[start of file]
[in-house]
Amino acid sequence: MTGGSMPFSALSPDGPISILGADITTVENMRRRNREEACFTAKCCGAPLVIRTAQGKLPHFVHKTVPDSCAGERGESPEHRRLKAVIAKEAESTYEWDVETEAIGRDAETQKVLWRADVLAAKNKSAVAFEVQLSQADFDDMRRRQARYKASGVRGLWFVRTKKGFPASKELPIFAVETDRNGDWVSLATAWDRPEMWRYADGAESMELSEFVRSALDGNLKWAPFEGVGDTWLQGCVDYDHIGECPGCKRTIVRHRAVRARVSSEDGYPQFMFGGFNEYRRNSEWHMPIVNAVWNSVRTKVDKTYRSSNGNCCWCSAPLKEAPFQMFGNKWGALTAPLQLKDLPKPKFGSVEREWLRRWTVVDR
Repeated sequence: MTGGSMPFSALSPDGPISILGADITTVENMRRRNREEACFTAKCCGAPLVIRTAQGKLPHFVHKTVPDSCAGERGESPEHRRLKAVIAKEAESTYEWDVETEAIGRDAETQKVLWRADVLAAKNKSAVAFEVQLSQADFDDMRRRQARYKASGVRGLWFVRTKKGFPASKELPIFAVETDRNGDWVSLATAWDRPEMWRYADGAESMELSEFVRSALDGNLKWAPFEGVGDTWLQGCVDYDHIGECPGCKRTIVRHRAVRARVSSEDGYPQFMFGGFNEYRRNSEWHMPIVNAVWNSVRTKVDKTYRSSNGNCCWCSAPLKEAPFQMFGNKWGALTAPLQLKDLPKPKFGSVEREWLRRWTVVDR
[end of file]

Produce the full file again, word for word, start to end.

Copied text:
[in-house]
Amino acid sequence: MTGGSMPFSALSPDGPISILGADITTVENMRRRNREEACFTAKCCGAPLVIRTAQGKLPHFVHKTVPDSCAGERGESPEHRRLKAVIAKEAESTYEWDVETEAIGRDAETQKVLWRADVLAAKNKSAVAFEVQLSQADFDDMRRRQARYKASGVRGLWFVRTKKGFPASKELPIFAVETDRNGDWVSLATAWDRPEMWRYADGAESMELSEFVRSALDGNLKWAPFEGVGDTWLQGCVDYDHIGECPGCKRTIVRHRAVRARVSSEDGYPQFMFGGFNEYRRNSEWHMPIVNAVWNSVRTKVDKTYRSSNGNCCWCSAPLKEAPFQMFGNKWGALTAPLQLKDLPKPKFGSVEREWLRRWTVVDR
Repeated sequence: MTGGSMPFSALSPDGPISILGADITTVENMRRRNREEACFTAKCCGAPLVIRTAQGKLPHFVHKTVPDSCAGERGESPEHRRLKAVIAKEAESTYEWDVETEAIGRDAETQKVLWRADVLAAKNKSAVAFEVQLSQADFDDMRRRQARYKASGVRGLWFVRTKKGFPASKELPIFAVETDRNGDWVSLATAWDRPEMWRYADGAESMELSEFVRSALDGNLKWAPFEGVGDTWLQGCVDYDHIGECPGCKRTIVRHRAVRARVSSEDGYPQFMFGGFNEYRRNSEWHMPIVNAVWNSVRTKVDKTYRSSNGNCCWCSAPLKEAPFQMFGNKWGALTAPLQLKDLPKPKFGSVEREWLRRWTVVDR